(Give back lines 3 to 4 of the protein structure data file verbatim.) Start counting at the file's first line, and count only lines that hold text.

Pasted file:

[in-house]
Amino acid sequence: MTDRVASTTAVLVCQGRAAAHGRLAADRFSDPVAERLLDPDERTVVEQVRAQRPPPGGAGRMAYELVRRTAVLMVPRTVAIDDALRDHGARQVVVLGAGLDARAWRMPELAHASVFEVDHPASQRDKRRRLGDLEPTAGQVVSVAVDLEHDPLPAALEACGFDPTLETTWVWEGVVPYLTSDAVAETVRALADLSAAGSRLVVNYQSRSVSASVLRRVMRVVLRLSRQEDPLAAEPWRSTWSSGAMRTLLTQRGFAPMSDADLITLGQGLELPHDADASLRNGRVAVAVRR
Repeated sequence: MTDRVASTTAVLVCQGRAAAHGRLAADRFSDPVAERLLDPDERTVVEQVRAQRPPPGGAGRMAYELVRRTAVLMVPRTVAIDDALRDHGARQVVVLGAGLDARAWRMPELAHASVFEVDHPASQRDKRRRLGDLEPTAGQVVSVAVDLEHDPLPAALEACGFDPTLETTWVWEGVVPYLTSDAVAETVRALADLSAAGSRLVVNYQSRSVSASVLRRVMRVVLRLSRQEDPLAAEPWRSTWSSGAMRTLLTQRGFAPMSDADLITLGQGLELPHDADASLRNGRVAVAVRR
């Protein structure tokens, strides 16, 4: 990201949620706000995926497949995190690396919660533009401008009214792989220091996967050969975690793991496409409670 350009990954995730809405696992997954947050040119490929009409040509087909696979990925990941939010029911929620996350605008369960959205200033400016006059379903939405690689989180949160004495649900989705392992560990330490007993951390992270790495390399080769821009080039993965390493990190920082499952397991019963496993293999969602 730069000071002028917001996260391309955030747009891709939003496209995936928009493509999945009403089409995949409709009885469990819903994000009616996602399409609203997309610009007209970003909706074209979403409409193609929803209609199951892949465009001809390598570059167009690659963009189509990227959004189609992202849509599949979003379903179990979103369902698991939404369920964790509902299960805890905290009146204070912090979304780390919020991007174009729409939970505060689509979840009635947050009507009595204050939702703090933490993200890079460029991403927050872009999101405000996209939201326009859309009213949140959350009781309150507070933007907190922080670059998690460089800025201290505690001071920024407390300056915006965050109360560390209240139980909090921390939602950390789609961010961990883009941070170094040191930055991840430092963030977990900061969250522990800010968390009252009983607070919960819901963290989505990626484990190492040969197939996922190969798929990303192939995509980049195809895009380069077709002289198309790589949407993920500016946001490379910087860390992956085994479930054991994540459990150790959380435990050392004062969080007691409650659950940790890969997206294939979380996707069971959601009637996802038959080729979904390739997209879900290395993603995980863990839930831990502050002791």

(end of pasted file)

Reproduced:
Repeated sequence: MTDRVASTTAVLVCQGRAAAHGRLAADRFSDPVAERLLDPDERTVVEQVRAQRPPPGGAGRMAYELVRRTAVLMVPRTVAIDDALRDHGARQVVVLGAGLDARAWRMPELAHASVFEVDHPASQRDKRRRLGDLEPTAGQVVSVAVDLEHDPLPAALEACGFDPTLETTWVWEGVVPYLTSDAVAETVRALADLSAAGSRLVVNYQSRSVSASVLRRVMRVVLRLSRQEDPLAAEPWRSTWSSGAMRTLLTQRGFAPMSDADLITLGQGLELPHDADASLRNGRVAVAVRR
């Protein structure tokens, strides 16, 4: 990201949620706000995926497949995190690396919660533009401008009214792989220091996967050969975690793991496409409670 350009990954995730809405696992997954947050040119490929009409040509087909696979990925990941939010029911929620996350605008369960959205200033400016006059379903939405690689989180949160004495649900989705392992560990330490007993951390992270790495390399080769821009080039993965390493990190920082499952397991019963496993293999969602 730069000071002028917001996260391309955030747009891709939003496209995936928009493509999945009403089409995949409709009885469990819903994000009616996602399409609203997309610009007209970003909706074209979403409409193609929803209609199951892949465009001809390598570059167009690659963009189509990227959004189609992202849509599949979003379903179990979103369902698991939404369920964790509902299960805890905290009146204070912090979304780390919020991007174009729409939970505060689509979840009635947050009507009595204050939702703090933490993200890079460029991403927050872009999101405000996209939201326009859309009213949140959350009781309150507070933007907190922080670059998690460089800025201290505690001071920024407390300056915006965050109360560390209240139980909090921390939602950390789609961010961990883009941070170094040191930055991840430092963030977990900061969250522990800010968390009252009983607070919960819901963290989505990626484990190492040969197939996922190969798929990303192939995509980049195809895009380069077709002289198309790589949407993920500016946001490379910087860390992956085994479930054991994540459990150790959380435990050392004062969080007691409650659950940790890969997206294939979380996707069971959601009637996802038959080729979904390739997209879900290395993603995980863990839930831990502050002791």